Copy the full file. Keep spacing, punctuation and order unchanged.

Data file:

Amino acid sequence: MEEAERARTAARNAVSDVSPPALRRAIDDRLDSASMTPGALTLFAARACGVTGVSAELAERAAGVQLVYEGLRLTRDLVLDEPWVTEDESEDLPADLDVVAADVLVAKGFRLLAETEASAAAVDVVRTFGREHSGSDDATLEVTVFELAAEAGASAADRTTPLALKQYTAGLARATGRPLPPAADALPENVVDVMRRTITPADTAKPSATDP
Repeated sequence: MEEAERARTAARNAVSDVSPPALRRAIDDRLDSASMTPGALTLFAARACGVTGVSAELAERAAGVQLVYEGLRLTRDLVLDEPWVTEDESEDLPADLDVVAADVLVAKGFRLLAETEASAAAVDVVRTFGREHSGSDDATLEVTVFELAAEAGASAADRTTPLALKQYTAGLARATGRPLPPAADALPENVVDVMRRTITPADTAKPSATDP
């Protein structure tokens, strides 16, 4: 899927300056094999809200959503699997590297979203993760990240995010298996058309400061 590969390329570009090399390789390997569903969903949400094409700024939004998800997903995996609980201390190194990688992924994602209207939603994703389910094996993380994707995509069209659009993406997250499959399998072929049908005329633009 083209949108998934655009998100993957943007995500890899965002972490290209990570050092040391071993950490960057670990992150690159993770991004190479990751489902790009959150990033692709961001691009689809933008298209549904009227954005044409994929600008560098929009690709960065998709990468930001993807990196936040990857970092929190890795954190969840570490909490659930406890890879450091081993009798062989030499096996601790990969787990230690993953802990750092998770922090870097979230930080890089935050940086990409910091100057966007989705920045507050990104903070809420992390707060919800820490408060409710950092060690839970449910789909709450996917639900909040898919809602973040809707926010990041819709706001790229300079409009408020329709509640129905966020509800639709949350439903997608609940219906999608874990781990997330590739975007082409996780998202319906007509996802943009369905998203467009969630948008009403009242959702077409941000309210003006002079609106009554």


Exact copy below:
Amino acid sequence: MEEAERARTAARNAVSDVSPPALRRAIDDRLDSASMTPGALTLFAARACGVTGVSAELAERAAGVQLVYEGLRLTRDLVLDEPWVTEDESEDLPADLDVVAADVLVAKGFRLLAETEASAAAVDVVRTFGREHSGSDDATLEVTVFELAAEAGASAADRTTPLALKQYTAGLARATGRPLPPAADALPENVVDVMRRTITPADTAKPSATDP
Repeated sequence: MEEAERARTAARNAVSDVSPPALRRAIDDRLDSASMTPGALTLFAARACGVTGVSAELAERAAGVQLVYEGLRLTRDLVLDEPWVTEDESEDLPADLDVVAADVLVAKGFRLLAETEASAAAVDVVRTFGREHSGSDDATLEVTVFELAAEAGASAADRTTPLALKQYTAGLARATGRPLPPAADALPENVVDVMRRTITPADTAKPSATDP
């Protein structure tokens, strides 16, 4: 899927300056094999809200959503699997590297979203993760990240995010298996058309400061 590969390329570009090399390789390997569903969903949400094409700024939004998800997903995996609980201390190194990688992924994602209207939603994703389910094996993380994707995509069209659009993406997250499959399998072929049908005329633009 083209949108998934655009998100993957943007995500890899965002972490290209990570050092040391071993950490960057670990992150690159993770991004190479990751489902790009959150990033692709961001691009689809933008298209549904009227954005044409994929600008560098929009690709960065998709990468930001993807990196936040990857970092929190890795954190969840570490909490659930406890890879450091081993009798062989030499096996601790990969787990230690993953802990750092998770922090870097979230930080890089935050940086990409910091100057966007989705920045507050990104903070809420992390707060919800820490408060409710950092060690839970449910789909709450996917639900909040898919809602973040809707926010990041819709706001790229300079409009408020329709509640129905966020509800639709949350439903997608609940219906999608874990781990997330590739975007082409996780998202319906007509996802943009369905998203467009969630948008009403009242959702077409941000309210003006002079609106009554």